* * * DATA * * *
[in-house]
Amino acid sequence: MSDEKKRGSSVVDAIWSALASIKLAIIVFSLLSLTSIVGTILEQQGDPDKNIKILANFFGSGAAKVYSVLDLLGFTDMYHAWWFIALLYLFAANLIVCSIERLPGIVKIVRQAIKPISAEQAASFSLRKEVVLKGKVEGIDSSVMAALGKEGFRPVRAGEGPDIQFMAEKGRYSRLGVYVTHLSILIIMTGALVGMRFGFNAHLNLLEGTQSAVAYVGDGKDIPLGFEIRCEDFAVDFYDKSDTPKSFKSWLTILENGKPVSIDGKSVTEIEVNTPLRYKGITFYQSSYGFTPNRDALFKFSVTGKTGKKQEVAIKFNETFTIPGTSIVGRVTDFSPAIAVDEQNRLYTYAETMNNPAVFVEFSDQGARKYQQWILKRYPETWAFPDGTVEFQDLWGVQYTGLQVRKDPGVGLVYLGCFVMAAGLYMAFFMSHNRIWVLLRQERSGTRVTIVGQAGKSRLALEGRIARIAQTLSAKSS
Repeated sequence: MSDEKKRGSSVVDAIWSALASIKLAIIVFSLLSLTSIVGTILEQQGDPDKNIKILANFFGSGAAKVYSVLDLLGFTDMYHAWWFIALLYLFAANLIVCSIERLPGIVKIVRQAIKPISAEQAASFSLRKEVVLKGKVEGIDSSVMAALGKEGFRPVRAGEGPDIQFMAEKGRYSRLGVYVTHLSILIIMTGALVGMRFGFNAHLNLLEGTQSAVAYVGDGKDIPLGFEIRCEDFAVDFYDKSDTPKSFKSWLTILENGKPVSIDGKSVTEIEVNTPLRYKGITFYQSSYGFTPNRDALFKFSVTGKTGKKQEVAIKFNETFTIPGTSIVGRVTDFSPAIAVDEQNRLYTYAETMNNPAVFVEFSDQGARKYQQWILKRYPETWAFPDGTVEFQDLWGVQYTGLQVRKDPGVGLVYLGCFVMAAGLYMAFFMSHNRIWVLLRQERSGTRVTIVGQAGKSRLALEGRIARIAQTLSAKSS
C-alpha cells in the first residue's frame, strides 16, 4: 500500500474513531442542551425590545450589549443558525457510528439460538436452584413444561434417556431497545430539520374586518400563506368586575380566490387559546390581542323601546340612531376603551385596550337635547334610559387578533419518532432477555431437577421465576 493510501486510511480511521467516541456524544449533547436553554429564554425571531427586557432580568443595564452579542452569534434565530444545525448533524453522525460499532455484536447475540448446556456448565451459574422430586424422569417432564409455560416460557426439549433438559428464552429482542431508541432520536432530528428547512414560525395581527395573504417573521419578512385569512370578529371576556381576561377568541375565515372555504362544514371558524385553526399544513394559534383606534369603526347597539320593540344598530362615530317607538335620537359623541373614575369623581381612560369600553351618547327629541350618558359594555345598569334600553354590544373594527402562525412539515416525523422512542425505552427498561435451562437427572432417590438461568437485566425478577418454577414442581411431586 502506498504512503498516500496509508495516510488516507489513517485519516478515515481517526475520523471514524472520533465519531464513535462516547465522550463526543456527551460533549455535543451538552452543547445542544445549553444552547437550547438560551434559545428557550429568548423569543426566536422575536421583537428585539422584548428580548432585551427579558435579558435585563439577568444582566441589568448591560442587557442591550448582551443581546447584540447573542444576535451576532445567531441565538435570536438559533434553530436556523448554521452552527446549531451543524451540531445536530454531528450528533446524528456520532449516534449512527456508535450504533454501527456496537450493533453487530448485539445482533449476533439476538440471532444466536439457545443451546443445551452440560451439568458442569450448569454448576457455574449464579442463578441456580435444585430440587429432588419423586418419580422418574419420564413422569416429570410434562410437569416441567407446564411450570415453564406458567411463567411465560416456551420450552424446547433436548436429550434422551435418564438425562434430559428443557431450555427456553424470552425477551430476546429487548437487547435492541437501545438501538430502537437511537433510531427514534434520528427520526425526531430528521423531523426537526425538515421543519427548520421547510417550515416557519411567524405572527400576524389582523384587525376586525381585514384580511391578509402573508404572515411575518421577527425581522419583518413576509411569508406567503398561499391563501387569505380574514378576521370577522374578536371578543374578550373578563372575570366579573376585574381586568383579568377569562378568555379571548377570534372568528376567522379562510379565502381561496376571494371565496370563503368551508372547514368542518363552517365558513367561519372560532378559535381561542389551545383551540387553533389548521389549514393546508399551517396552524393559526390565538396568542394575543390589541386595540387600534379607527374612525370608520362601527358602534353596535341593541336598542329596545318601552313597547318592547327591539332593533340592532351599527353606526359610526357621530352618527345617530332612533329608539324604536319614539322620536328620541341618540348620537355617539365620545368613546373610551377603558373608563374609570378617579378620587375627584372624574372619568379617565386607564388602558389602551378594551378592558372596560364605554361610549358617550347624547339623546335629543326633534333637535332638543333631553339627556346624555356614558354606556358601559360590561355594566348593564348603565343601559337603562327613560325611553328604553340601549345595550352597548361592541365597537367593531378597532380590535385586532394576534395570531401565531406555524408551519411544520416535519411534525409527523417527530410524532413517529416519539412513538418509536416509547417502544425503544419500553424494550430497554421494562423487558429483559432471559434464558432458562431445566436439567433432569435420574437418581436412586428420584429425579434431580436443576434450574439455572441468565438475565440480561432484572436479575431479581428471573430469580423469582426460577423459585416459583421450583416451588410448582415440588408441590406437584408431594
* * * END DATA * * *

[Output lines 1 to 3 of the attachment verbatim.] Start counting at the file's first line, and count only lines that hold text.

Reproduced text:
[in-house]
Amino acid sequence: MSDEKKRGSSVVDAIWSALASIKLAIIVFSLLSLTSIVGTILEQQGDPDKNIKILANFFGSGAAKVYSVLDLLGFTDMYHAWWFIALLYLFAANLIVCSIERLPGIVKIVRQAIKPISAEQAASFSLRKEVVLKGKVEGIDSSVMAALGKEGFRPVRAGEGPDIQFMAEKGRYSRLGVYVTHLSILIIMTGALVGMRFGFNAHLNLLEGTQSAVAYVGDGKDIPLGFEIRCEDFAVDFYDKSDTPKSFKSWLTILENGKPVSIDGKSVTEIEVNTPLRYKGITFYQSSYGFTPNRDALFKFSVTGKTGKKQEVAIKFNETFTIPGTSIVGRVTDFSPAIAVDEQNRLYTYAETMNNPAVFVEFSDQGARKYQQWILKRYPETWAFPDGTVEFQDLWGVQYTGLQVRKDPGVGLVYLGCFVMAAGLYMAFFMSHNRIWVLLRQERSGTRVTIVGQAGKSRLALEGRIARIAQTLSAKSS
Repeated sequence: MSDEKKRGSSVVDAIWSALASIKLAIIVFSLLSLTSIVGTILEQQGDPDKNIKILANFFGSGAAKVYSVLDLLGFTDMYHAWWFIALLYLFAANLIVCSIERLPGIVKIVRQAIKPISAEQAASFSLRKEVVLKGKVEGIDSSVMAALGKEGFRPVRAGEGPDIQFMAEKGRYSRLGVYVTHLSILIIMTGALVGMRFGFNAHLNLLEGTQSAVAYVGDGKDIPLGFEIRCEDFAVDFYDKSDTPKSFKSWLTILENGKPVSIDGKSVTEIEVNTPLRYKGITFYQSSYGFTPNRDALFKFSVTGKTGKKQEVAIKFNETFTIPGTSIVGRVTDFSPAIAVDEQNRLYTYAETMNNPAVFVEFSDQGARKYQQWILKRYPETWAFPDGTVEFQDLWGVQYTGLQVRKDPGVGLVYLGCFVMAAGLYMAFFMSHNRIWVLLRQERSGTRVTIVGQAGKSRLALEGRIARIAQTLSAKSS